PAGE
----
The Italian Fascist attitudes to the state may be seen in the following quotations:
Mussolini: “The fascist conception of the state is all embracing: outside the state no human or spiritual values can exist, much less have any value. Thus understood Fascism is totalitarian”.
Giovanni Gentile [one of Mussolini’s key intellectual supporters]; “Everything for the state: nothing against the state: nothing outside the state.”
Fascists argue nevertheless that this totalitarian form of government would be preferable in every respect to liberal democracy because it would end the unnecessary division associated with liberal democracy and instead create help to create the national unity which is essential to the promotion of the national interest.

Italian Fascism, German Nazism and Totalitarianism in Practice


The theory of totalitarianism was a much more prominent element of Italian Fascist ideology than of German Nazi ideology but in practice both regimes introduced a range of policies designed to impel their political systems toward totalitarianism.
However is often suggested that in practice the German Nazi regime was actually more totalitarian than the Italian Fascist regime.

Mussolini’s Italian Fascist party contained important regional leaders whom Mussolini often found difficult to control.

He never gained full control over the armed forces.

The Italian Catholic Church remained relatively powerful and more so than in Germany

The King remained in office and although weak might in principle have had some moderating influence on Mussolini.

The scope and activity of the Italian fascist secret police was smaller than in Germany.

Political opponents were killed, tortured and imprisoned without cause in Italy but not to the same extent as in Germany.

The Italian treatment of the Jews was discriminatory but far, far less so than in Germany.

Even in the late 1930s although Mussolini did control the mass media very carefully he also believed that limited press freedom might be desirable as a means of creating a favourable impression abroad. This would end once the alliance with Hitler was formed and war seemed increasingly likely.

In any case the concept of totalitarianism has attracted several criticisms and we must use it with care.

a) One party states claim that they can be democratic because in election, the voters can choose between different candidates of the same party which do have significantly different political opinions.

b) It is also claimed that in liberal democracies, different parties exist to represent the interests of private property and of labour respectively. If all property is owned by the State, cannot one party represent the society as a whole?

c) There can be no doubt that Stalin's USSR, Nazi Germany and Fascist Italy were vicious, repressive regimes, but they were also significantly different, so that it might not be justified to use the same term to apply to all of them.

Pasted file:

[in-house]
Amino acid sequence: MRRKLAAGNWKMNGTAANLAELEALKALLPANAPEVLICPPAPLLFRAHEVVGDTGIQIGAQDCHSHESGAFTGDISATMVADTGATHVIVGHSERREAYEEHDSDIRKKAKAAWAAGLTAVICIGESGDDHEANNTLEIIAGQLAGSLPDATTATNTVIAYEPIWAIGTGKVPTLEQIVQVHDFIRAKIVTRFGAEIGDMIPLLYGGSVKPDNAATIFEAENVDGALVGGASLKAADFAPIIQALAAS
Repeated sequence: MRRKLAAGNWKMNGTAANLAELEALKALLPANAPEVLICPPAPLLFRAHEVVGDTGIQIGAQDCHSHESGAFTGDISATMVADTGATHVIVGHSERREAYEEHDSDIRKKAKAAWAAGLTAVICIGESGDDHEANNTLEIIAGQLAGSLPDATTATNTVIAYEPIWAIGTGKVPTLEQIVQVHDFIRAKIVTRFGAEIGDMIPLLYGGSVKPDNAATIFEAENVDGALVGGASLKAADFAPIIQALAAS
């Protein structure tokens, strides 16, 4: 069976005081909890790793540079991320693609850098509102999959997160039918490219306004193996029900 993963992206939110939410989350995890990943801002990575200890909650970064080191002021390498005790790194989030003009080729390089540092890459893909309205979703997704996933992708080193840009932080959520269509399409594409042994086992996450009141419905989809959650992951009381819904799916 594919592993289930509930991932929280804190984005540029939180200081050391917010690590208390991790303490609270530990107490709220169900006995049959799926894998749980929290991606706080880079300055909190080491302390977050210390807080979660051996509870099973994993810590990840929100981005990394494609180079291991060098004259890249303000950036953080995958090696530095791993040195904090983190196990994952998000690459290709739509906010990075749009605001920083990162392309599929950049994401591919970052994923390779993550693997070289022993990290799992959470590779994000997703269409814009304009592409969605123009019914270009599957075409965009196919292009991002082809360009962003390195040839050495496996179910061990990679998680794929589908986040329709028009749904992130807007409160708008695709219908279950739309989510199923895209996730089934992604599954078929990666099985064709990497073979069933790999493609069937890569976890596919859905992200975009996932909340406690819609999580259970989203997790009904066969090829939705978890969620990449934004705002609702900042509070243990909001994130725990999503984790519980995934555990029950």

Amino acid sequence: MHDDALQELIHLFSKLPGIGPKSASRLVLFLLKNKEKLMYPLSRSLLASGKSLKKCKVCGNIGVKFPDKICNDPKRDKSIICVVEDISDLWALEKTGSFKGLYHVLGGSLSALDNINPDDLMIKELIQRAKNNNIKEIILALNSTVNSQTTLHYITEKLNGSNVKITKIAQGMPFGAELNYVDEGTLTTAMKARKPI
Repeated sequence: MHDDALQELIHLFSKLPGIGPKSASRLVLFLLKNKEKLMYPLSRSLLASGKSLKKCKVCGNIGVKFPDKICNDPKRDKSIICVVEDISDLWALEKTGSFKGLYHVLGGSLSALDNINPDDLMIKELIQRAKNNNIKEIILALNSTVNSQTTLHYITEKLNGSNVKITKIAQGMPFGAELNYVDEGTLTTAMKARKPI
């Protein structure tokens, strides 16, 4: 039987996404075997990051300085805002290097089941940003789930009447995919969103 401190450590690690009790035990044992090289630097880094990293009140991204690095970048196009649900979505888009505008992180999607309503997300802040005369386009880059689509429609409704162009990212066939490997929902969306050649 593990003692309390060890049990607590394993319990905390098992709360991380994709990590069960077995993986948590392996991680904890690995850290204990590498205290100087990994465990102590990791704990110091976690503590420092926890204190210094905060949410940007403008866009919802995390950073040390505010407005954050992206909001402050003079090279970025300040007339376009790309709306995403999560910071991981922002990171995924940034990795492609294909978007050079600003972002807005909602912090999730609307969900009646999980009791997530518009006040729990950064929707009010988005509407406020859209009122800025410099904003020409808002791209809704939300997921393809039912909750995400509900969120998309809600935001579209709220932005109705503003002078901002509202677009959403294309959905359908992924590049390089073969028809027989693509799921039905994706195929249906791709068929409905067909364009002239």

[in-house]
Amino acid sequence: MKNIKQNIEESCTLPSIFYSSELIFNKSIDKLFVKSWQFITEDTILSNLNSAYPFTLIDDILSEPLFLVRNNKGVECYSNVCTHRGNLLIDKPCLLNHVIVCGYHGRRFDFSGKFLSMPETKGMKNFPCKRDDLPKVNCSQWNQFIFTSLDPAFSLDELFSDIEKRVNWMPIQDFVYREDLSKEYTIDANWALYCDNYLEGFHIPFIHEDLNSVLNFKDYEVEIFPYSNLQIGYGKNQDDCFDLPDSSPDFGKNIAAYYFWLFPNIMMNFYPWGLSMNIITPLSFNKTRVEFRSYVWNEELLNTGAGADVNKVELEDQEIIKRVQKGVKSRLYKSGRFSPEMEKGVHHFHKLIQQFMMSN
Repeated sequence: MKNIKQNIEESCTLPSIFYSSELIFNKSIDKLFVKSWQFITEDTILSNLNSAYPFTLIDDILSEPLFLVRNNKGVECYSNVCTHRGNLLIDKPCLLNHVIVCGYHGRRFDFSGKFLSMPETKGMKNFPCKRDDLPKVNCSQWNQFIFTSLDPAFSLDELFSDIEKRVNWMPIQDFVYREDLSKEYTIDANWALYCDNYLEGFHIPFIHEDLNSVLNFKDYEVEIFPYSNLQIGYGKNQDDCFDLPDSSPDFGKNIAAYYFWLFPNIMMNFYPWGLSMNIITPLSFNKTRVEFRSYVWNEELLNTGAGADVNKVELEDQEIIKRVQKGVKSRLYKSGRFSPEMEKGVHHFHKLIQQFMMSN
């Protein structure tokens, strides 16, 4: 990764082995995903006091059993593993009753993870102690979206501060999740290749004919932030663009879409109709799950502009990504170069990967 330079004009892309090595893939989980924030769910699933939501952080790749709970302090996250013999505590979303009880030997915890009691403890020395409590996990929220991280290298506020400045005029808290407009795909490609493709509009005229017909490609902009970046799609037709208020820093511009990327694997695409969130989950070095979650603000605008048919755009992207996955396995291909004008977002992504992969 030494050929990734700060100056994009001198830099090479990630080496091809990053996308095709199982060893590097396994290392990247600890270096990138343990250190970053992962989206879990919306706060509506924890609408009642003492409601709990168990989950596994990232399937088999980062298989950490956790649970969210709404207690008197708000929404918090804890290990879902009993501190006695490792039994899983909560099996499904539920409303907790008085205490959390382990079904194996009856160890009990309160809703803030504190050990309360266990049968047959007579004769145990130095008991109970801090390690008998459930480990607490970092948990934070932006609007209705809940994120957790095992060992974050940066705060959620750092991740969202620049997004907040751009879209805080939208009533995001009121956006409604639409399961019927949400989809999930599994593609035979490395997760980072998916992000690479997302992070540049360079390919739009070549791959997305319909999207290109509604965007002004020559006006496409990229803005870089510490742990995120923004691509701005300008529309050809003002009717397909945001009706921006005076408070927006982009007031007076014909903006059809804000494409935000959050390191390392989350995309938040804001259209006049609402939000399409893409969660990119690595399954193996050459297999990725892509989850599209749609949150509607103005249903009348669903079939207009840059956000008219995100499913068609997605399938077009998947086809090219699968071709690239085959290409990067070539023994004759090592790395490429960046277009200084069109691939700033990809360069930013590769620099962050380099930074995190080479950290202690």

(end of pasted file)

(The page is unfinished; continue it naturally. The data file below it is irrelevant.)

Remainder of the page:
d) In this respect, it has been claimed that 'totalitarianism' is essentially a Cold-War concept, used as part of the ideological defence of liberal democracy. The tactic of describing Fascism, Nazism and Soviet Communism as different variants of the same form of government has neglected the important ideological differences between them and aimed to weaken the essentially rationalist Marxist critique of capitalism through association with Stalinist terror and Fascist and Nazi appeal to unreason.

e) Thus although you may choose to disagree with Marxist theories they are not based on assumptions that individuals have the capacity to decide their actions rationally rather than that they are driven to a large extent on emotion and self-interest rather than reason so that all important decisions should be left to the supreme leader.

f) Marxists provide an analysis of capitalism entirely different from that provided by fascists. It is based upon the inevitability of class conflict under capitalism rather than on the possibility of ending class conflict via the introduction of the corporate state.

g) Marxists have argued for the abolition of capitalism and the common ownership of the means of production. In practice the “end of communism” in the former USSR is leading to the return of private enterprise but Marxists still support the common ownership of the means of production.

g) Marxist socialists claim to be anti-racist in every respect and to believe in international solidarity. German Nazis were anti-Semitic and anti-Slavic. Apart from the Jews the greatest enemies of German Nazis and Italian fascists were Marxists signaling the ideological differences between their views.

f) Marxist socialists are in principle internationalists rather than driven by extreme ultra-nationalism although in practice in the post-war period the Marxist leaders of the USSR and of China also seemed in several respects to be driven by their perceptions of their own national interest rather than by international solidarity.

g) In the 1960's, the radical theorist Herbert Marcuse strikingly argued that liberal democratic regimes exhibit their own form of 'soft euphoric totalitarianism' in which the possibilities of fundamental, liberating social change are nipped in the bud by a combination of the capitalist socialisation process and the provision of a range of consumer goods and leisure opportunities which nevertheless have progressively de-humanised our culture. It may be, however, that this is not an accurate use of the term, for watching a series of mind-numbing TV programmes appears infinitely preferable to life in one of Stalin's labour camps.